Blaine, Wash. - U.S. Customs and Border Protection Field Operations officers apprehended a California man on December 3 who was wanted by the Federal Bureau of Investigation Field Office in Los Angeles for alleged mail fraud, money laundering, bankruptcy fraud, false declaration and criminal contempt.
Officers arrested Alexander Thorn, 44, when he attempted to enter the United States at the Peace Arch border crossing because a name check revealed that he was the subject of a National Criminal Information Center felony warrant. Thorn falsely attempted to claim U.S. citizenship but records indicate that he is a German native and that he has twice been deported from the United States, in 1995 and in 1999.
"It doesn't matter where you are arriving from, if you are a wanted felon you will be leaving in handcuffs," said Area Port Director Greg Alvarez. "We are proud of our officers' vigilance and commitment to keeping communities safer throughout the United States."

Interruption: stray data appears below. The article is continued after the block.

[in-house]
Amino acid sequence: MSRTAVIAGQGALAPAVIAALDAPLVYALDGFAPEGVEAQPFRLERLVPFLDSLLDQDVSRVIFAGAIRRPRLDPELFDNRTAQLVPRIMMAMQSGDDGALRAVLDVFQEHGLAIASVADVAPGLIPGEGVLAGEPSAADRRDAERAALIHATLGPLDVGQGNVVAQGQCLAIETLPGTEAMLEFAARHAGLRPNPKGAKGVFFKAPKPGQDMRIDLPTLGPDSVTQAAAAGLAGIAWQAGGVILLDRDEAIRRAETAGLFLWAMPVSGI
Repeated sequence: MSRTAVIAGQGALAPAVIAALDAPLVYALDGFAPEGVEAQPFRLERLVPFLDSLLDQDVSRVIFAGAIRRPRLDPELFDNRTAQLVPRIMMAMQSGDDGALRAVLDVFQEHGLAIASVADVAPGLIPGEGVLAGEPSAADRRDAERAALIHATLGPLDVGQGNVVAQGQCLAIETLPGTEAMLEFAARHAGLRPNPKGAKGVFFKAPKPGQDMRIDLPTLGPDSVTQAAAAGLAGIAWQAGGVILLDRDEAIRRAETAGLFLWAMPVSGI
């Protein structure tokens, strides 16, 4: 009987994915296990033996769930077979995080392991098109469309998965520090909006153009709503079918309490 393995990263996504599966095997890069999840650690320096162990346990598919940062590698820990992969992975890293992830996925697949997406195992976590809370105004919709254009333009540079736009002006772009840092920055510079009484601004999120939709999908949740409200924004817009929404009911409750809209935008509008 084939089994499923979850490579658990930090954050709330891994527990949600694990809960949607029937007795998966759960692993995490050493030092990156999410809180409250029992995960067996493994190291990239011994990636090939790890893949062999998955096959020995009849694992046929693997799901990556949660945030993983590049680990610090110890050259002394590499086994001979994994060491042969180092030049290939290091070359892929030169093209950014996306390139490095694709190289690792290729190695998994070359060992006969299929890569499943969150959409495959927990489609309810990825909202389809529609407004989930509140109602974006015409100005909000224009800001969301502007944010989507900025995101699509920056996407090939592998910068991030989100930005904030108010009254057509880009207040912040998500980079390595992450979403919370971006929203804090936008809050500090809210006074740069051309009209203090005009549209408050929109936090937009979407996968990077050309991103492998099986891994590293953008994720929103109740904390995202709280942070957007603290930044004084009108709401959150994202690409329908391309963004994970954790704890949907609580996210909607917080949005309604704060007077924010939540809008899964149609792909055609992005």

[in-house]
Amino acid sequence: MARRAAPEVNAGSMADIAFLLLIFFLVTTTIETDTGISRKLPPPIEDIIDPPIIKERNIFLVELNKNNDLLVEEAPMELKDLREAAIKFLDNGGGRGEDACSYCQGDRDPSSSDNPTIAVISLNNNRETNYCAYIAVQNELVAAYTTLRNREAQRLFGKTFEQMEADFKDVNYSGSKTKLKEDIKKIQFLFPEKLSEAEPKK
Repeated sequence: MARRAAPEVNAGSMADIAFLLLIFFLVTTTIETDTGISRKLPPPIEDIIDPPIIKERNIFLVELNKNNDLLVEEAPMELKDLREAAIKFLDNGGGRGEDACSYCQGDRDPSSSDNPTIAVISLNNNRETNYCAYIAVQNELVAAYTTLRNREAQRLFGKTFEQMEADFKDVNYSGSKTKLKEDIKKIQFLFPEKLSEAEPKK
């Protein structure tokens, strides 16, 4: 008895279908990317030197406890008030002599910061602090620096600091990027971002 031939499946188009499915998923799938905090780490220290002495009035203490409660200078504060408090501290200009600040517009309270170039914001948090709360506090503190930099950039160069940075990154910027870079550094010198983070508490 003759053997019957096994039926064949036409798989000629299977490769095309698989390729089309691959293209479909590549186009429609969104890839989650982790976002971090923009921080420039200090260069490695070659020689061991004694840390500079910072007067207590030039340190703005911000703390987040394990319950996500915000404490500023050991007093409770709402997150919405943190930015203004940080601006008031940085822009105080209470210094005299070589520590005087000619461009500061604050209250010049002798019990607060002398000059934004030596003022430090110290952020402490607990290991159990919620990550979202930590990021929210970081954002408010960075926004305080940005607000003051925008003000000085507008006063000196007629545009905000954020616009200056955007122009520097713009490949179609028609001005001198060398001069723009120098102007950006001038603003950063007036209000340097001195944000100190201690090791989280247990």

After verification of the warrant with the FBI, Thorn was immediately taken into custody by CBP officers and was turned over to the Whatcom County Sheriff's Office for appearance in federal court.
NCIC is the abbreviation for National Criminal Information Center which is a centralized automated data base designed to share information among law enforcement agencies. These warrants are for a wide range of offenses and include money laundering, robbery, narcotics distribution, sexual abuse of children, violation of protection orders, fraud, failure to appear, larceny and military desertion.
U.S. Customs and Border Protection is the unified border agency within the Department of Homeland Security charged with the management, control and protection of our nation's borders at and between the official ports of entry. CBP is charged with keeping terrorists and terrorist weapons out of the country while enforcing hundreds of U.S. laws.